You don’t mention staff – do you train staff? I began with staff, which mostly was tough because of the blister on the base of my thumb from sliding the wood over it time and again. Everyone gets it – eventually we developed these little pads of protective skin. I have a one person and two person form. I don’t have any sword. I have learned sword drills, mostly because for the most part they are interchangeable with saber drills, and the sword is a bit easier to handle at first – in terms of weight and movement, plus it’s sharp on both sides, don’t have to worry about having it ‘up’ the correct way. However, as you probably know, the sword is a far more sophisticated weapon, taking over 10,000 days to master. I am now learning my first saber form, and my first problem is the grip between the fingers – I don’t know if it’s the size of my hands in relation to the handle, or pathetic fingers, or what, but I soon get bruised and sore from the initial awkward grip. Well, it’s awkward for me, I do understand the purpose of it. I also am regularly noting that I just chopped my arm off, by the way I tucked the weapon back in – and I’ve clipped my knees on occasion. I think it’s learning to have this extension of myself. I try and think of it as an extra limb I have to accommodate into my frame. I’m proud I haven’t dropped the weapon yet, but I’m sure that will happen at some point!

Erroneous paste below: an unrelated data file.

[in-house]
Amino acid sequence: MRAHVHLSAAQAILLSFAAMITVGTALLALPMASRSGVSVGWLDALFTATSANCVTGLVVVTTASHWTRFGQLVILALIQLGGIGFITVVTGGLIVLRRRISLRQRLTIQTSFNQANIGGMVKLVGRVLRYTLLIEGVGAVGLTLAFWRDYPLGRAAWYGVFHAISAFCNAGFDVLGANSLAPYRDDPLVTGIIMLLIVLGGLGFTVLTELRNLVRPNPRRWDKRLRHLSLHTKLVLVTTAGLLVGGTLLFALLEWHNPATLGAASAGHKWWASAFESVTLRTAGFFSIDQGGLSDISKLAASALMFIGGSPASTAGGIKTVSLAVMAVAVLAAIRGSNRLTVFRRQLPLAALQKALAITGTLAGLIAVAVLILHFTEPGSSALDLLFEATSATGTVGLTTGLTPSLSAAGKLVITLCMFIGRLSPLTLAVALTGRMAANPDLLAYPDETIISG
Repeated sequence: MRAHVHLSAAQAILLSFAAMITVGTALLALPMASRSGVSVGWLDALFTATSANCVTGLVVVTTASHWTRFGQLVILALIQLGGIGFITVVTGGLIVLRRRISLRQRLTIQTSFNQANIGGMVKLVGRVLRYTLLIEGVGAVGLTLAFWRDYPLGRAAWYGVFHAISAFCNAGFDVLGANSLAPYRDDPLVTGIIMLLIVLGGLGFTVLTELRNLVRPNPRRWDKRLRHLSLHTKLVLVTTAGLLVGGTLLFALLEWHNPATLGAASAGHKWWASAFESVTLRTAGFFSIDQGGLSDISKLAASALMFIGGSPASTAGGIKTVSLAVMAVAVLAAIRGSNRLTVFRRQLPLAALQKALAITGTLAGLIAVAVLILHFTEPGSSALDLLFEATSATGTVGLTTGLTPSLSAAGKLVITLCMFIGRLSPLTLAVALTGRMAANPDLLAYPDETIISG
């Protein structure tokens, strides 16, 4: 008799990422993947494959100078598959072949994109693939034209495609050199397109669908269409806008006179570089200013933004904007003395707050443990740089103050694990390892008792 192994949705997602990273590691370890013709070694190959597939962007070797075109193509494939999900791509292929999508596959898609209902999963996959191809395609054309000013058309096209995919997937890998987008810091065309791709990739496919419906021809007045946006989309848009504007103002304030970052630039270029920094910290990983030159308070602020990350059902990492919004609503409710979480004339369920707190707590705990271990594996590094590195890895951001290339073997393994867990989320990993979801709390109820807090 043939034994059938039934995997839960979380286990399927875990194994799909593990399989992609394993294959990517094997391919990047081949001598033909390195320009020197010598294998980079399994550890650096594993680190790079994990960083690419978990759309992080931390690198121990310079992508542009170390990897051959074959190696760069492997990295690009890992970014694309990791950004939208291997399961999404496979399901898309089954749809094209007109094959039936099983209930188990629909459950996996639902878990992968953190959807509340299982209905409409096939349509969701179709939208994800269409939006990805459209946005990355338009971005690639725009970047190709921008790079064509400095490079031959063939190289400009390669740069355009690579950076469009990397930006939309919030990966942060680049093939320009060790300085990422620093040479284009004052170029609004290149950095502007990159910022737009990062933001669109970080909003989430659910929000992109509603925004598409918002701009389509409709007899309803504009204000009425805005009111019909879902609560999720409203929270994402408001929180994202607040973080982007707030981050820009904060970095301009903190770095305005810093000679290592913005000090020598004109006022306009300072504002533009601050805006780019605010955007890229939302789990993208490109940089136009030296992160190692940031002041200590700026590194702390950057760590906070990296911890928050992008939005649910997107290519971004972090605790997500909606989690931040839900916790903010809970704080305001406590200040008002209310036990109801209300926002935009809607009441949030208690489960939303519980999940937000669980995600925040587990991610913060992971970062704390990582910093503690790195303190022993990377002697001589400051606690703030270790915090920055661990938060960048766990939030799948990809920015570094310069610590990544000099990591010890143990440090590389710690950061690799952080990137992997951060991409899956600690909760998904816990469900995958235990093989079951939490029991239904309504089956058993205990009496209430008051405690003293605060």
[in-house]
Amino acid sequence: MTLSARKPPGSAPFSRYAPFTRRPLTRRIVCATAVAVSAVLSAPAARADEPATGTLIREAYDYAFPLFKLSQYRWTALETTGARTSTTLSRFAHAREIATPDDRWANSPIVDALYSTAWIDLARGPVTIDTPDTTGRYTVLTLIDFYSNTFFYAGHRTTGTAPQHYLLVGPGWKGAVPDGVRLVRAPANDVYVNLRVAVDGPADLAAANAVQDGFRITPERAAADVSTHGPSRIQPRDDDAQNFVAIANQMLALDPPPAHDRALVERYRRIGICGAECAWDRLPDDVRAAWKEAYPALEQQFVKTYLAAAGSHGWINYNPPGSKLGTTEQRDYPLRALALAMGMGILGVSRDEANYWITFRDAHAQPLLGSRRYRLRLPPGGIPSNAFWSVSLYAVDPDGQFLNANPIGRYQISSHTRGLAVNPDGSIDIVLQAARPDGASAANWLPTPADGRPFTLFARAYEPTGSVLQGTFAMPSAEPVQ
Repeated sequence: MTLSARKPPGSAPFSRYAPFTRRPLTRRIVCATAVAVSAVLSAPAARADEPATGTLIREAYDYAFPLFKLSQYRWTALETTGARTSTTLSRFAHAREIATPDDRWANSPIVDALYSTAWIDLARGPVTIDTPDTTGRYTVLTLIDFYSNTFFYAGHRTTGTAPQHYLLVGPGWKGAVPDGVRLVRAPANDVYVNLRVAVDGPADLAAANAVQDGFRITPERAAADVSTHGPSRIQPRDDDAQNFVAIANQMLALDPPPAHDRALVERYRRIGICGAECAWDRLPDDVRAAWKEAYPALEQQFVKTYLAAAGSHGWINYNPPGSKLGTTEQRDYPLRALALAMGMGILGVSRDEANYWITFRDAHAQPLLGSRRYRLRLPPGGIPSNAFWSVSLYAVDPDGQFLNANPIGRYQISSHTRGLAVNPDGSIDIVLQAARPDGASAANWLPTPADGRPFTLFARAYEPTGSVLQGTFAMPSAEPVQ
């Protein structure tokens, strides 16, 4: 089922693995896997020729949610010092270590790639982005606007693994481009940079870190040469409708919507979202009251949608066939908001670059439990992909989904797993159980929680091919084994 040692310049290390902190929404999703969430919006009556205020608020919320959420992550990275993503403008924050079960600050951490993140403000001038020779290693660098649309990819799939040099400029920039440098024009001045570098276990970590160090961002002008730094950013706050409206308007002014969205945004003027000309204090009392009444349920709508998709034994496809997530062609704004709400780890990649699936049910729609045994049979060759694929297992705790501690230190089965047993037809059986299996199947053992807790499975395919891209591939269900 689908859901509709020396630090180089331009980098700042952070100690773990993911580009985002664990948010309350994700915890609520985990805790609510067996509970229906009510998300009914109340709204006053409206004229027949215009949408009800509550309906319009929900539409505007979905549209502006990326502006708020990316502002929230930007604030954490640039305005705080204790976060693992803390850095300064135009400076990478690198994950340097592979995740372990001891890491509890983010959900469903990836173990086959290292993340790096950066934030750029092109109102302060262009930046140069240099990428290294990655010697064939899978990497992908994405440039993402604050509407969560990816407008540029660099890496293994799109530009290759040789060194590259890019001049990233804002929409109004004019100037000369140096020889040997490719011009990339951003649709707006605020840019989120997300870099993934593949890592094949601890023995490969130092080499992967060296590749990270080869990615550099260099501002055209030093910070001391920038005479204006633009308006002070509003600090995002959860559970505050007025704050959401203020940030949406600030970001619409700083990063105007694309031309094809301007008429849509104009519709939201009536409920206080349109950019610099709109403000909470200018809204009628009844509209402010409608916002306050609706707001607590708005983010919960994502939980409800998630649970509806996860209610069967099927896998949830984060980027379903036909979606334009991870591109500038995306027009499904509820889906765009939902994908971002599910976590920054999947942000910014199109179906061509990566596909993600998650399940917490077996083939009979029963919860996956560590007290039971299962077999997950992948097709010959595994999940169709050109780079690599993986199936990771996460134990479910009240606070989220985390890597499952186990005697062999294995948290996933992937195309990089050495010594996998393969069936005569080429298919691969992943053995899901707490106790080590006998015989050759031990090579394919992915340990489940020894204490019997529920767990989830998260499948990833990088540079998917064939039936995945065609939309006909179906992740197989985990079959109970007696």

I’ve been trying to think about how I felt soreness or increased strength in my body due to moving around with different weapons vs barehand. I can’t focus on anything in particular, but I do get a differences in how I feel after training long first vs white crane. Crane used to make me very sore in my shoulders and elbows. Now I mostly get sore in my elbows and wrists, so I gather I’m making progress in getting that power out : )
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Re: well duh... training observations

Postby brer_momonga » Wed Oct 23, 2013 6:38 am

Some brothers have shown me some basic staff exercises, but I haven't properly trained it yet. I understand from reading about chinese martial arts - saw it on the YMAA site first, actually - that staff - traditionally- is the first weapon trained. Once again, I'm doing things backwards :lol: